Happy Valentine’s Day!

I hope everyone had a nice time with their loved ones. Huz, Claire and I spent the whole weekend together since Huz submitted his dissertation last week and, for now, isn’t holed up in the library all day on Saturdays.

I hope you got to eat something sweet.

Claire did, obviously, and so did the adults as you’ll see at the end of this menu list. Good thing I hoop-walked 5 miles (!!) on Saturday in order to work off all the chocolate.

I hope you got to spin and twirl and giggle as my two favorite people did while I prepared a Valentine’s dinner.

And I hope you acted a little crazy.

Now, to what we ate this week:

Monday: (leftover jambalaya from Superbowl Sunday)

Tuesday: Huz made bacon, leek, spinach and cheddar quiche. Easy and good.

Wednesday: (leftovers)

Thursday: I made asparagus, potato and goat cheese pizza. Even though some may be taken aback by potatoes on a pizza, don’t fret. They were really good. Next time I’d serve a salad on the side, but it was a very easy and delicious weekday recipe.

Friday: Huz made smothered turkey burritos (using leftover frozen turkey and mole sauce).

Saturday: We enjoyed breakfast together at our local deli, eating french toast, bacon, sausage, grits…the works. We enjoyed burgers for dinner at Five Guys. (Not too healthy, I know, but like I said…5 miles….hula hoop walking….)

Sunday: I had a mean craving for some Pho for lunch, but the place that serves it was closed. Watanabe’s Udon pork soup was a fine substitute though. In celebration of Valentine’s day, I made Zinfandel-braised short ribs with rosemary-parsnip mashed potatoes for dinner and Huz made some lovely milk chocolate souffles with nougat whip. Suffice to say, it was a glorious meal.

I admit that I cringed when I had to pour an entire bottle of wine into the pot. Sunday in TN is a bad time to realize you don’t have anymore wine in the house, but thanks to a friend who loaned us another bottle, we actually had some to drink with our meal.

It was totally worth that bottle of wine though.

I’m afraid I didn’t get a photo of our dessert, since I was too eager to devour it. It looked something like this (especially the empty bowl part).

Today: Since the roads were so icy this morning (I got stuck and spun out a few times while trying to take myself to work and Claire to daycare), I turned back home and declared a snow day. The only way to have a proper snow day is to make homemade hot cocoa and homemade marshmallows. Yum!

What did you eat this week?


Sunday: Pork Stew with Hard Cider, Pearl Onions and Apples (I loved this so much I dedicated an entire post to it already) and Apple and Maple Bread Pudding (delicious and satisfying!)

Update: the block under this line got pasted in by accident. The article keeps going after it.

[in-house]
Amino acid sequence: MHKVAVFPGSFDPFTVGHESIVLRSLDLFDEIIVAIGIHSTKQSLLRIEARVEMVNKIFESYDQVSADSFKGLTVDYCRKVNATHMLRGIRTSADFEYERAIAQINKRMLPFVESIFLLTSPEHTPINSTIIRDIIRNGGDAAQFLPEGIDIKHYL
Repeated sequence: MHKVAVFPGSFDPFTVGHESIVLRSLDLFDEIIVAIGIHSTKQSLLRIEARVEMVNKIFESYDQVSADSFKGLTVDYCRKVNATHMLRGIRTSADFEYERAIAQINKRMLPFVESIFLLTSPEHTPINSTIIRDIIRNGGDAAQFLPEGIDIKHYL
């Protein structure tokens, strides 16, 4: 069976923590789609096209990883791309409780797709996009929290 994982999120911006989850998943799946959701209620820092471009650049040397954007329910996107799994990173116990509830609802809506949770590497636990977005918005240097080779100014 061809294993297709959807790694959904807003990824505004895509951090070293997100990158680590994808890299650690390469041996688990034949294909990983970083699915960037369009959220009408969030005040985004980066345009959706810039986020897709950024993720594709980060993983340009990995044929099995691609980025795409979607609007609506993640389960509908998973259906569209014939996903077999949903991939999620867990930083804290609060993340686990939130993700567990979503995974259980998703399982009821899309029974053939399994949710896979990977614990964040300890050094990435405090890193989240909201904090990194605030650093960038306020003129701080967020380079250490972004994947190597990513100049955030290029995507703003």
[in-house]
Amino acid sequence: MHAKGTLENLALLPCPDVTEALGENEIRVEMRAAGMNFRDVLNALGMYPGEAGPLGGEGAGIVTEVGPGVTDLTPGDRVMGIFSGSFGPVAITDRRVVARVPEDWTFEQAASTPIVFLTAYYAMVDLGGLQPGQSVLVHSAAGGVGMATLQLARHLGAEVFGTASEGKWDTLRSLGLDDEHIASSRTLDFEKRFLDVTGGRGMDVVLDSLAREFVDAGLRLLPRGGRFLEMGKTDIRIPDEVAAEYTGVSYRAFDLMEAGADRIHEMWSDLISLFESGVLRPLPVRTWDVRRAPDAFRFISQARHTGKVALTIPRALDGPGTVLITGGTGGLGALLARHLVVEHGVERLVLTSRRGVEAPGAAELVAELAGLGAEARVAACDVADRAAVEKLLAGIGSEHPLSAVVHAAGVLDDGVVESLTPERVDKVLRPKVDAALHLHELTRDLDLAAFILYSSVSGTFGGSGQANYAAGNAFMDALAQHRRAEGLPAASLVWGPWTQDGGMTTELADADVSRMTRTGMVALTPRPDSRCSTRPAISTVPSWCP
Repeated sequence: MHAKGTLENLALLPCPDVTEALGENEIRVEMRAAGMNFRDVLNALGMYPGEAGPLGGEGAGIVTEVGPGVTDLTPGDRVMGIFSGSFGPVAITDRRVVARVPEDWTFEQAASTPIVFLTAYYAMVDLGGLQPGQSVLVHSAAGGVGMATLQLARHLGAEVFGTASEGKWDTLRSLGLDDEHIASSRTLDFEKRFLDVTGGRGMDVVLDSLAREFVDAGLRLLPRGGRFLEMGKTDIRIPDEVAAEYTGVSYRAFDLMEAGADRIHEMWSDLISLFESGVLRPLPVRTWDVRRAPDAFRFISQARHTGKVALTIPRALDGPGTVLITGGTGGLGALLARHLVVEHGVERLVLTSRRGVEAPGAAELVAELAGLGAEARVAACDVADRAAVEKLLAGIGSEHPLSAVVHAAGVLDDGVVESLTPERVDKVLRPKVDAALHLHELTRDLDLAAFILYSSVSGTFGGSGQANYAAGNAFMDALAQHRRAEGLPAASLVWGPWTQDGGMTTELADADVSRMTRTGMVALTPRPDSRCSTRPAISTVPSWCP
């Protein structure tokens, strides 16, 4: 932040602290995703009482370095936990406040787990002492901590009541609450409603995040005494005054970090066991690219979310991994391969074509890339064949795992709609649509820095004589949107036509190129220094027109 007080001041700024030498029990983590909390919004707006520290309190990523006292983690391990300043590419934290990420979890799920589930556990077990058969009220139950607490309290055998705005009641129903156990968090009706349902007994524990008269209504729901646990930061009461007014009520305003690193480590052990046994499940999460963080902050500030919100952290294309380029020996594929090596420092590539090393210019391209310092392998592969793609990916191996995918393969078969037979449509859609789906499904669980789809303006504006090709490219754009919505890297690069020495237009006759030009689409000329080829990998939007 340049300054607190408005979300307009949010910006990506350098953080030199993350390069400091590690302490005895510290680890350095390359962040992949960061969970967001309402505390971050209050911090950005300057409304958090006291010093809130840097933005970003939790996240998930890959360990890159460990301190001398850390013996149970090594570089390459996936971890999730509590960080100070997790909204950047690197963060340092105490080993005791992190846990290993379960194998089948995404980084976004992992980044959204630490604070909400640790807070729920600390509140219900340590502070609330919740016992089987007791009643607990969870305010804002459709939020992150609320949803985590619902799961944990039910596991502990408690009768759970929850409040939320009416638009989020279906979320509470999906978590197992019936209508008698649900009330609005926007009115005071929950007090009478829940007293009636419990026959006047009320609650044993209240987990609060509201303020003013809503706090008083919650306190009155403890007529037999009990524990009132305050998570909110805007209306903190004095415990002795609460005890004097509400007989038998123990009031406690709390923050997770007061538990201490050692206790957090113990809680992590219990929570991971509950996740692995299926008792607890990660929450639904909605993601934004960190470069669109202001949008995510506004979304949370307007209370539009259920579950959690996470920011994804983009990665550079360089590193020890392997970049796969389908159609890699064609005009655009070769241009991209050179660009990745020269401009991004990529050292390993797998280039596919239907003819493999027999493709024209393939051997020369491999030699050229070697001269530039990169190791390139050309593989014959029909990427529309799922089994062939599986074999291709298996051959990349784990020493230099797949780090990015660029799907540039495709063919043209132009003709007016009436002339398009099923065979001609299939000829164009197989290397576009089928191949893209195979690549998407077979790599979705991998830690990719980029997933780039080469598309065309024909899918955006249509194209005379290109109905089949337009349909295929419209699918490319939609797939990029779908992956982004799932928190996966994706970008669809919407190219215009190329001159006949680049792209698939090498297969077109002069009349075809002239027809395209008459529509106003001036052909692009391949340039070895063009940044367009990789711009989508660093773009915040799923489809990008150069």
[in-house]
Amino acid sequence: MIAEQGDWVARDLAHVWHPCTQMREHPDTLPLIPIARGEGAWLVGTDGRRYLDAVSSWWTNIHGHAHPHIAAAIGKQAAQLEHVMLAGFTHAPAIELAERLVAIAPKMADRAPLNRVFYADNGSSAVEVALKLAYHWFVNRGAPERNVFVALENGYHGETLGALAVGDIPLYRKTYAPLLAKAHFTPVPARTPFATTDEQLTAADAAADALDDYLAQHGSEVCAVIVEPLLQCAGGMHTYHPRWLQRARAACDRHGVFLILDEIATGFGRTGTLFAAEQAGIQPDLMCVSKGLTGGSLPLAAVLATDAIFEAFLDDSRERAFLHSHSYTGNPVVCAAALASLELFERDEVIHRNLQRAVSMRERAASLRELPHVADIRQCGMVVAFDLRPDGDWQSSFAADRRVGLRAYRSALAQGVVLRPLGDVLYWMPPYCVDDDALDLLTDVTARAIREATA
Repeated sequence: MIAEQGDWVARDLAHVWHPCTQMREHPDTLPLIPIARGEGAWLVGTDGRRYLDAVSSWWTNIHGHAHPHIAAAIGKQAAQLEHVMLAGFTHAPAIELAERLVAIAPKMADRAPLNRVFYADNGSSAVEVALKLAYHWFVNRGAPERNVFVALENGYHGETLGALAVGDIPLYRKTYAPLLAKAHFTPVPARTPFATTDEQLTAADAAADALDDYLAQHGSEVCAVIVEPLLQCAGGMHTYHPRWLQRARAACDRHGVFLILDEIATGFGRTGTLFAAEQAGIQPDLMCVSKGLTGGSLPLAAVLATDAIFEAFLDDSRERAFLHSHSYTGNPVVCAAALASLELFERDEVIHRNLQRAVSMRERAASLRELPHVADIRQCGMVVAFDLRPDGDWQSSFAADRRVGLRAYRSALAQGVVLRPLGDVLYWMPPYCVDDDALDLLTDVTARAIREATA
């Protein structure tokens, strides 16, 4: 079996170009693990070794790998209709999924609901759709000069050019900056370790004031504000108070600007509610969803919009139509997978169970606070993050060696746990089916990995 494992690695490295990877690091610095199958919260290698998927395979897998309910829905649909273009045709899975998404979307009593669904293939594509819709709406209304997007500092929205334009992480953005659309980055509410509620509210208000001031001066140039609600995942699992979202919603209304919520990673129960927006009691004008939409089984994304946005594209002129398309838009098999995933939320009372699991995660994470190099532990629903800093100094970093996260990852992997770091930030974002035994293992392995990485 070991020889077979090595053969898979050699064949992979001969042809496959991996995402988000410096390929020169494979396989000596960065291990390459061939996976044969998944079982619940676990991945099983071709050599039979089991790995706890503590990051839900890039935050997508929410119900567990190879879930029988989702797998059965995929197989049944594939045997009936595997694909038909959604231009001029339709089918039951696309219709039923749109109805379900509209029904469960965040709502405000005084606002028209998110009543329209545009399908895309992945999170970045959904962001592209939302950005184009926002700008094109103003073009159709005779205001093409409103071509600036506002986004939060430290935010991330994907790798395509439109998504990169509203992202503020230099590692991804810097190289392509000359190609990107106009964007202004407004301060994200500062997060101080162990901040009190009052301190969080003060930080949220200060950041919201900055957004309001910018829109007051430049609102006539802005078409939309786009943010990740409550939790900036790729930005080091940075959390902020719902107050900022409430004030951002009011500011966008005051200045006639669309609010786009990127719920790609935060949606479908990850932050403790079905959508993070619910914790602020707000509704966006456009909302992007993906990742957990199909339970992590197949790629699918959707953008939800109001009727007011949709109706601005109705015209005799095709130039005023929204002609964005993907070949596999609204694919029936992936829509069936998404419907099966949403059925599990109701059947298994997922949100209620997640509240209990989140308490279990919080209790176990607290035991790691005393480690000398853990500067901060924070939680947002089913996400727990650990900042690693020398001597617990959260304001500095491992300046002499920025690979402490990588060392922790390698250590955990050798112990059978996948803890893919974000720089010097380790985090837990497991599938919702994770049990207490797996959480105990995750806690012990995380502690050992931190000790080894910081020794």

Monday: (leftovers)

Tuesday: Ham, Artichoke and Potato Gratin (another hearty, satisfying winter meal full of bold flavors thanks to the ham and smoked gruyere cheese)

Wednesday: (leftovers)

Thursday: Lasagna (that I had made and frozen a few weeks ago), spinach salad with an orange vinaigrette, and some amazingly good chocolate olive oil blood orange cupcakes. I couldn’t find blood oranges at my lame Kroger, so I substituted with minneolas instead. These are so moist and chocolaty with a bit of citrus thrown in – even better, they are safe for Claire to eat as they are egg and dairy-free! These trump any of the vegan cupcakes I have made from Vegan Cupcakes Take Over the World. Try them. Really. I know mine aren’t as pretty as Love and Olive Oil, but they taste great.

Friday: Oven-Roasted Yogurt-Marinated Chicken with cauliflower and rice from 1,000 Indian Recipes We decided to order pizza from our local pizzeria instead of cooking tonight.  It’s our little way of celebrating Huz who just submitted the final version of his 290 page (!!) dissertation today (that and I bought him a special little time-waster too).

Saturday: Oven-Roasted Yogurt-Marinated Chicken with cauliflower and rice from 1,000 Indian Recipes

Sunday: We’re having friends over to watch the Superbowl with us and we’re going with a New Orleans inspired dinner. Huz is making Jamablaya, I’ll be making bacon-wrapped jalepeno poppers, and our friends are bringing the ingredients to make this fine Southern cocktail. Sounds like a party to me!

What did you eat?

Ohmygawdyouguys. Huz made the best freaking dinner last night which was perfect, perfect I say!, for an icy wintery night. I neglected to take any pictures, as I was too busy slurping down the hot, slightly sweet, oniony, porky goodness of the stew, so here’s the stock photo from epicurious for you to drool over.